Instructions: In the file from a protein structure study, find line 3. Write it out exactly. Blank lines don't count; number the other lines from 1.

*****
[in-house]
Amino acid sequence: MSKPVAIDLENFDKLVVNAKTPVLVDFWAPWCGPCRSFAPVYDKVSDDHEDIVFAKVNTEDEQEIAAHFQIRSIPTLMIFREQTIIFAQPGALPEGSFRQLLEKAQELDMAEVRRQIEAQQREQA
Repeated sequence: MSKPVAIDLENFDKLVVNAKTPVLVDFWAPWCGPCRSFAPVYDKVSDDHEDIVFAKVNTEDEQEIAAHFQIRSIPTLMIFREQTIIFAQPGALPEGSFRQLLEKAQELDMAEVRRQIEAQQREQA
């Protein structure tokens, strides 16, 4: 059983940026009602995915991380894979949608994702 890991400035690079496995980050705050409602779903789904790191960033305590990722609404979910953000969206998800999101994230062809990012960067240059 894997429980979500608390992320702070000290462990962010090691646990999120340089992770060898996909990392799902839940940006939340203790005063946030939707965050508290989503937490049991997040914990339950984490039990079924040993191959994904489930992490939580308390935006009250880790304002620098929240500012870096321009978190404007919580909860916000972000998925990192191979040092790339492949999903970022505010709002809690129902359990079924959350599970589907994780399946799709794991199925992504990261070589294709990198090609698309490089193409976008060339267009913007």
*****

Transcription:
Repeated sequence: MSKPVAIDLENFDKLVVNAKTPVLVDFWAPWCGPCRSFAPVYDKVSDDHEDIVFAKVNTEDEQEIAAHFQIRSIPTLMIFREQTIIFAQPGALPEGSFRQLLEKAQELDMAEVRRQIEAQQREQA